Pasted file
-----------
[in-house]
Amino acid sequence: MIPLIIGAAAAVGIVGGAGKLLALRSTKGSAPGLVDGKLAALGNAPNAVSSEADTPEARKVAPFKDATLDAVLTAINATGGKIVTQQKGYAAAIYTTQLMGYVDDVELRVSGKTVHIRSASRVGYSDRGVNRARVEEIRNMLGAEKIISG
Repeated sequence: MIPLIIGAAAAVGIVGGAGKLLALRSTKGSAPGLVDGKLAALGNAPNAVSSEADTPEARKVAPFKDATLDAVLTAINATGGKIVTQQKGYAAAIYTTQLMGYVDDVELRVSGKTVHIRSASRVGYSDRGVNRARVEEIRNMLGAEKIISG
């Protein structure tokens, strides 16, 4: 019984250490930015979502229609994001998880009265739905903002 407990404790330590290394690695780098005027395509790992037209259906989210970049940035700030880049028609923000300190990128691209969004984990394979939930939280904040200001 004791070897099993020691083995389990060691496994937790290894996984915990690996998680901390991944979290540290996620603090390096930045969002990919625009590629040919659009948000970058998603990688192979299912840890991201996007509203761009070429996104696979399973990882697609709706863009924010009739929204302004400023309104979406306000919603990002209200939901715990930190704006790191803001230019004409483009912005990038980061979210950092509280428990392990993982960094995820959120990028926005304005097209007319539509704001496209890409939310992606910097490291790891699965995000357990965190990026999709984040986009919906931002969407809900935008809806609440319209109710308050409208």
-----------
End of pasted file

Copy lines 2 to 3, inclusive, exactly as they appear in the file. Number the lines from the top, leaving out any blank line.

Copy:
Amino acid sequence: MIPLIIGAAAAVGIVGGAGKLLALRSTKGSAPGLVDGKLAALGNAPNAVSSEADTPEARKVAPFKDATLDAVLTAINATGGKIVTQQKGYAAAIYTTQLMGYVDDVELRVSGKTVHIRSASRVGYSDRGVNRARVEEIRNMLGAEKIISG
Repeated sequence: MIPLIIGAAAAVGIVGGAGKLLALRSTKGSAPGLVDGKLAALGNAPNAVSSEADTPEARKVAPFKDATLDAVLTAINATGGKIVTQQKGYAAAIYTTQLMGYVDDVELRVSGKTVHIRSASRVGYSDRGVNRARVEEIRNMLGAEKIISG